Written By: Nick Dixon
Head of Fund
Avon Pension Fund

The Avon Pension Fund serves 140,000 members across Bristol, Bath and surrounding areas. We manage £5.5 billion and are part of the Brunel Pension Partnership pool.

Like all funds in the Local Government Pension Scheme (LGPS), we cover a wide range of employers including local councils, universities, school academies, housing associations, and charities.

First and foremost, we manage the fund for the benefit of our members to ensure they receive the pension benefits they have been promised.

We also recognise that our investment strategy can drive real impact and positive change – and we fundamentally believe there is increasing convergence between financial returns and responsible investing.

We wanted to understand what our diverse stakeholders feel about how their pension fund is invested. In the second half of 2023, we undertook a broad consultation exercise to gather perspectives on how our investment strategy should develop.

Our approach involved two distinct exercises. We held a series of stakeholder discussions with hundreds of people interested in the scheme including local councillors, employers, unions, and pension staff.

We also ran an online survey with scheme members covering current pensioners, active employees, and deferred members. We received over 5,000 responses, demonstrating keen interest in how the fund is invested.

What did we learn?
We found broad support for greater ambition on climate change while not putting the fund at risk, converging on a fresh net zero target of between 2040 and 2045. Stakeholders also supported investing in companies aligning towards net zero, even where they exhibit high carbon intensity today.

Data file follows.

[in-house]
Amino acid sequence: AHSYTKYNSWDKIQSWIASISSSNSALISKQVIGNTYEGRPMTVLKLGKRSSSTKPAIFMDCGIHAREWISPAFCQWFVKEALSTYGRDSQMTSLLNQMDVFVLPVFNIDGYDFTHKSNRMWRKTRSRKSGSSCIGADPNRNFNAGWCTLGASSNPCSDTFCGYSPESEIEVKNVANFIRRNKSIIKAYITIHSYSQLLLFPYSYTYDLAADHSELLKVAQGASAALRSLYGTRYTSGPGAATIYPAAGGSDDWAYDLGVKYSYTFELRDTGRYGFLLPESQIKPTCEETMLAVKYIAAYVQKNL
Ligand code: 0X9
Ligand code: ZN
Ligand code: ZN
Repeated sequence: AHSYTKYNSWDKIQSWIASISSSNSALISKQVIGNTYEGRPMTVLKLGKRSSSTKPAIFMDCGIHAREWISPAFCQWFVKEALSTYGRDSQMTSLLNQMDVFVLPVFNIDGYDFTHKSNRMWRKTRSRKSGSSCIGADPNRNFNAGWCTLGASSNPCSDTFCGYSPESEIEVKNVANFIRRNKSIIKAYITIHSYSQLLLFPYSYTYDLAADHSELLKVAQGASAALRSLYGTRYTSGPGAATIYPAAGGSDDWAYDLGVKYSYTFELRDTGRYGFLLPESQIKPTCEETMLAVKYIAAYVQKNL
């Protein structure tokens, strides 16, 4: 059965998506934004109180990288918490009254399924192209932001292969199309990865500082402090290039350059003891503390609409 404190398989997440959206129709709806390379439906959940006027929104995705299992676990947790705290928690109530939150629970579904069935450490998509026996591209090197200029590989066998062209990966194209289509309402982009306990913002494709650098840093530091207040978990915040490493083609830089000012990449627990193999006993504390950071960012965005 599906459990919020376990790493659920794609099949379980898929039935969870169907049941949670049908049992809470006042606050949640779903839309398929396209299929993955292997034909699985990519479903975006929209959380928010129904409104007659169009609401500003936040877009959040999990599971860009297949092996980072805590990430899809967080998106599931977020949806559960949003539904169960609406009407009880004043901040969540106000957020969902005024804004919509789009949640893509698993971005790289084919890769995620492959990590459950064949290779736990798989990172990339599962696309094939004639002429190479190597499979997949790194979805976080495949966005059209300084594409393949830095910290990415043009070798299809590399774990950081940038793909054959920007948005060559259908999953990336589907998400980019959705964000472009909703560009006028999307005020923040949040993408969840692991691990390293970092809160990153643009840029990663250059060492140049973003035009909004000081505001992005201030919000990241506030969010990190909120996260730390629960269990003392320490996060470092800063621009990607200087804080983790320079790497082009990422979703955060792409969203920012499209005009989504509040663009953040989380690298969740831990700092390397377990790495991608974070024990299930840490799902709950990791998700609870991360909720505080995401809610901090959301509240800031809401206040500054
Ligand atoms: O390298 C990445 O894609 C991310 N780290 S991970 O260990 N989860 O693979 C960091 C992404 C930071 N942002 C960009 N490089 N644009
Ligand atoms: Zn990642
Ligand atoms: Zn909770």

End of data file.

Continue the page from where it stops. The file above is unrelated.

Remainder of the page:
Stakeholders also support the idea of making local investments, with the view that investing in affordable housing and green infrastructure such as solar and wind energy across the southwest of England could make attractive investments and achieve positive goals for wider society.

Discussions acknowledged that the “engagement versus divestment” issue is complex and nuanced. Stakeholders generally agree that the fund needs to employ both tools to constructively exert influence and encourage companies to accelerate climate action and their net zero pathway, with the caveat that engagement should not go on indefinitely. Specifically, there was support for divesting from non-aligning companies by 2030.

While there was clear support for bringing forward the fund’s net zero target with more ambitious intermediate milestones, participants in the discussions – especially from local authorities – are concerned by increased risk and have no appetite for this to translate into higher employer contributions.

What have we done?
The key to the success of this process is to turn opinion and analysis into action. Our pension committee recently agreed to a greater climate ambition for the fund, building on significant work already completed, such as £400 million invested in renewable infrastructure and £2bn invested in climate-aligned equities.

The headline is that we are bringing forward the fund’s net zero target from 2050 to 2045. We believe this is ambitious but achievable, and nicely aligns with what stakeholders are asking for.

As well as a high-level target, we have developed a new approach to investment in high carbon companies. The question of whether to stay invested and engage or simply divest is a conundrum for all investors.

We have developed an approach where companies in high impact sectors must be aligning with net zero by 2030. We will divest from companies that cannot confirm alignment underpinned by credible actions and clear milestones.

We are also ramping up efforts to broaden the assets covered by our climate targets to include corporate bonds, private assets and infrastructure. We plan to ensure that 70% of emissions from the fund’s assets either align with our targets or are influenced by active engagement in 2024, increasing to 90% by 2027.

Climate change poses the biggest risk to our planet. We want our members to have secure pensions from a fund that contributes positively to climate resilience.

There is no “Planet B” – but we can all play our part in protecting Planet A.

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Published: February 16, 2024
Home » Understanding stakeholder views to invest for positive change
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